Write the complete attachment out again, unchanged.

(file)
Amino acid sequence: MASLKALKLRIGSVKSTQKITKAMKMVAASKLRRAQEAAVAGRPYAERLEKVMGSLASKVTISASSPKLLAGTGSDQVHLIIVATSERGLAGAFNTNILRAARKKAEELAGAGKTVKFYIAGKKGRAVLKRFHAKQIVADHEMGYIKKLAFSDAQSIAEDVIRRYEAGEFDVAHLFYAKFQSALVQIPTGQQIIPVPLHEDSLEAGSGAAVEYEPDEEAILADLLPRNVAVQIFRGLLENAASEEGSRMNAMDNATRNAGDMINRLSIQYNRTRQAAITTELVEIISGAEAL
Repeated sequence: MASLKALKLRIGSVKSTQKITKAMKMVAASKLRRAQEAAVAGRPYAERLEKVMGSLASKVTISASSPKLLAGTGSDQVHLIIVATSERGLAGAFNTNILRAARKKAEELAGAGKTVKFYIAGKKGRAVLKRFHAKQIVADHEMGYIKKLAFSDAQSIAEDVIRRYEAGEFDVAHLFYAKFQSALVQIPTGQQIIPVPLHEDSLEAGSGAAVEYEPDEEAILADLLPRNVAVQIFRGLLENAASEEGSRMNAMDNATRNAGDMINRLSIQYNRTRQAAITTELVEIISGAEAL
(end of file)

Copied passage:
Amino acid sequence: MASLKALKLRIGSVKSTQKITKAMKMVAASKLRRAQEAAVAGRPYAERLEKVMGSLASKVTISASSPKLLAGTGSDQVHLIIVATSERGLAGAFNTNILRAARKKAEELAGAGKTVKFYIAGKKGRAVLKRFHAKQIVADHEMGYIKKLAFSDAQSIAEDVIRRYEAGEFDVAHLFYAKFQSALVQIPTGQQIIPVPLHEDSLEAGSGAAVEYEPDEEAILADLLPRNVAVQIFRGLLENAASEEGSRMNAMDNATRNAGDMINRLSIQYNRTRQAAITTELVEIISGAEAL
Repeated sequence: MASLKALKLRIGSVKSTQKITKAMKMVAASKLRRAQEAAVAGRPYAERLEKVMGSLASKVTISASSPKLLAGTGSDQVHLIIVATSERGLAGAFNTNILRAARKKAEELAGAGKTVKFYIAGKKGRAVLKRFHAKQIVADHEMGYIKKLAFSDAQSIAEDVIRRYEAGEFDVAHLFYAKFQSALVQIPTGQQIIPVPLHEDSLEAGSGAAVEYEPDEEAILADLLPRNVAVQIFRGLLENAASEEGSRMNAMDNATRNAGDMINRLSIQYNRTRQAAITTELVEIISGAEAL